05/15/2013. Marking the final abandonment by Gustave Delage of the V-strutted sesquiplane configuration, the Nieuport 28 was an elegant fighter of conventional biplane configuration with parallel interplane struts. Powered by an 150 hp Gnome Monosoupape 9N rotary, the type was initially fitted with a single 0.303 in (7.7 mm) Vickers gun.
The pictured prototype was flying in June 1917 with 'dièdre total' (pronounced dihedral) on the upper wing, an abbreviated cabane and no dihedral on the lower wing. At least one other aircraft was flown with this configuration. The upper wing arrangement proved unsuccessful, and, in mid-October, the aircraft was tested with a raised upper wing from which dihedral was eliminated.
This arrangement was, in turn, superseded a month later by a compromise which retained the wing position but adopted 1.5° dihedral for the upper wing, and this was standardized for production. The single-gun armament was deemed inadequate and a second Vickers gun was attached to the fuselage portside.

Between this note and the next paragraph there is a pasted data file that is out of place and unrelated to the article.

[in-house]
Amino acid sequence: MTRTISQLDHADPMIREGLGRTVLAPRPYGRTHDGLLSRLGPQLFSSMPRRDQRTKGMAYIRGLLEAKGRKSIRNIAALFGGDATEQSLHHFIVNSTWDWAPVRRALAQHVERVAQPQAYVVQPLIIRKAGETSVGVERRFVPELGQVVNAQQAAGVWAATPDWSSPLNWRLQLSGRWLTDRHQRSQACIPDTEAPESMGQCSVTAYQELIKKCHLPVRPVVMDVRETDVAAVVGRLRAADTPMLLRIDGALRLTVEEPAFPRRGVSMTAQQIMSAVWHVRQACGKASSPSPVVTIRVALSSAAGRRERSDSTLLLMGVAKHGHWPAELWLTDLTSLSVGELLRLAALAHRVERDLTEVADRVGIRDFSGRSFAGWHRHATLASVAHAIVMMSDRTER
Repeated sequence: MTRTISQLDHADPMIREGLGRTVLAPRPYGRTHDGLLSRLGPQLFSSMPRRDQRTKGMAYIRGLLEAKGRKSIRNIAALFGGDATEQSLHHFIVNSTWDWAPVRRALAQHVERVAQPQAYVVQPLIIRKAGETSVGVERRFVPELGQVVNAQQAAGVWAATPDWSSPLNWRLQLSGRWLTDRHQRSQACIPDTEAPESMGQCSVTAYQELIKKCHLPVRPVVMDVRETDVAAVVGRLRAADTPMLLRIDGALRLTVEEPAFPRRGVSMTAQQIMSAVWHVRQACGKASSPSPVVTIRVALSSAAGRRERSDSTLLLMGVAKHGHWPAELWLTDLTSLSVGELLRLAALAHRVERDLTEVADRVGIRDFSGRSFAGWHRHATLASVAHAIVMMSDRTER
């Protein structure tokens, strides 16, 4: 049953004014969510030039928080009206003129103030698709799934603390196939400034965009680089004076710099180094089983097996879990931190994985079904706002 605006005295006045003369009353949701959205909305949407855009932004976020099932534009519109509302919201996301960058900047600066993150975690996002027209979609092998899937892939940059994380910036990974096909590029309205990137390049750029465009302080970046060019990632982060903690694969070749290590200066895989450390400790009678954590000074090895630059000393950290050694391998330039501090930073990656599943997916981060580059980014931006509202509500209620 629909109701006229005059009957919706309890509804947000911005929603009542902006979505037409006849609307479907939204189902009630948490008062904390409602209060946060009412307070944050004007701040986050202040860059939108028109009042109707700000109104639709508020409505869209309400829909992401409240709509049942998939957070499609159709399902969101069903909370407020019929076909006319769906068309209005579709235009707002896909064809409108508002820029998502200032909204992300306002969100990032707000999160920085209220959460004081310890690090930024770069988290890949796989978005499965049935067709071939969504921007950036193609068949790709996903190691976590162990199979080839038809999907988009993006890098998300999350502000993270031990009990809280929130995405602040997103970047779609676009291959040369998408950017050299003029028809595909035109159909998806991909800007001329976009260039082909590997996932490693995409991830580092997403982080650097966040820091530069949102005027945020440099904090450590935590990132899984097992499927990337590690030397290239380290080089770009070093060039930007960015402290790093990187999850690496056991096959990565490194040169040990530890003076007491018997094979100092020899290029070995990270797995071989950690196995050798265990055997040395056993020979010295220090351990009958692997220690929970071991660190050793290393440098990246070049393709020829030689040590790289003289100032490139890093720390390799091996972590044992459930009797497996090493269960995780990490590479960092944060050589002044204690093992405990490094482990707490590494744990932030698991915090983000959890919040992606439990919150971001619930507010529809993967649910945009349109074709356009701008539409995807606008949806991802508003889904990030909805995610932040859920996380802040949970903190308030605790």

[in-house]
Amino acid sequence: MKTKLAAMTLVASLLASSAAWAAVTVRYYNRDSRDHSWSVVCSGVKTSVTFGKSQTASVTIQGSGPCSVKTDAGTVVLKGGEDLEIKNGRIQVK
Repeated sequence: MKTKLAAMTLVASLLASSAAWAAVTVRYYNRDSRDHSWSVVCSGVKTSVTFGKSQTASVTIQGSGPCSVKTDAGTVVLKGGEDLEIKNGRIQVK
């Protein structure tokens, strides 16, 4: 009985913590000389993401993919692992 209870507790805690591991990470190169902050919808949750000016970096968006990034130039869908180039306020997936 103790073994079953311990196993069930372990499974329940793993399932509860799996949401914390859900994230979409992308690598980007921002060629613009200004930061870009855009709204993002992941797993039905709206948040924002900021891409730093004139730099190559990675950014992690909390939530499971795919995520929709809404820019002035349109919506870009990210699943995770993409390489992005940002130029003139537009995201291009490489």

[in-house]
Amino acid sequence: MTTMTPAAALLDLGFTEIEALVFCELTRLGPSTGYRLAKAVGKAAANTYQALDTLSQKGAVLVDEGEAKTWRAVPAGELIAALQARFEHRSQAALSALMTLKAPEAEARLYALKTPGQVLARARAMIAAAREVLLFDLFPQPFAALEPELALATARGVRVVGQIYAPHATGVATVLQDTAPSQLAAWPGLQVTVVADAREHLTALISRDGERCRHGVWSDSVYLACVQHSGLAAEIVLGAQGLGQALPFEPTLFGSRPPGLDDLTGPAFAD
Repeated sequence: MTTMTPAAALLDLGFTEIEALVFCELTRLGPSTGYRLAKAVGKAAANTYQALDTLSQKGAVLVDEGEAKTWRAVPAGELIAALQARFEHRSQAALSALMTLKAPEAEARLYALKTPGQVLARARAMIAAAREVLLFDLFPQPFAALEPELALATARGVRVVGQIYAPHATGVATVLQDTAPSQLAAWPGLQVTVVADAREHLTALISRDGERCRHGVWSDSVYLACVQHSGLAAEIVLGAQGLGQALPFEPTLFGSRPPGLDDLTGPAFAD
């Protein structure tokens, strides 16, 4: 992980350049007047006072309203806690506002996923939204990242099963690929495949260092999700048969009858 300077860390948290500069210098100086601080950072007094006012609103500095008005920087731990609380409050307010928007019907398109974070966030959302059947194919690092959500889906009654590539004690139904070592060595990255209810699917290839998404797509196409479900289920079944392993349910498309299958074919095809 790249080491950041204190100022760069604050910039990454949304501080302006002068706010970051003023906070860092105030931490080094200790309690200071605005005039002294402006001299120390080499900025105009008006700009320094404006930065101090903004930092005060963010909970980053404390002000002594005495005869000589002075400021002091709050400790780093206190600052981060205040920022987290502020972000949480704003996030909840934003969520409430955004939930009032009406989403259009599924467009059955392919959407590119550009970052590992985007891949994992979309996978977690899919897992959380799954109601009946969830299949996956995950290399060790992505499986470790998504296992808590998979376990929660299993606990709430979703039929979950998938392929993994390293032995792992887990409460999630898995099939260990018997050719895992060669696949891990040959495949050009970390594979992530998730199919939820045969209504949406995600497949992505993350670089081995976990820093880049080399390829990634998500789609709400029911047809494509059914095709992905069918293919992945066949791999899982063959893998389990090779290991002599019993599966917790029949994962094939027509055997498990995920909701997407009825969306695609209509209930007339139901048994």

The type was not adopted by the French forces, but it was acquired for the American Expeditionary Force, which received 297 from March 1918. Unpopular for its tendency to shed its wing fabric at high speeds or during high-g maneuvers, the Nieuport 28 was found to be no match for the Fokker D.VII and was withdrawn after four months of unsatisfactory service. Twelve were acquired by the USN, fiteen by Switzerland and a few by Greece.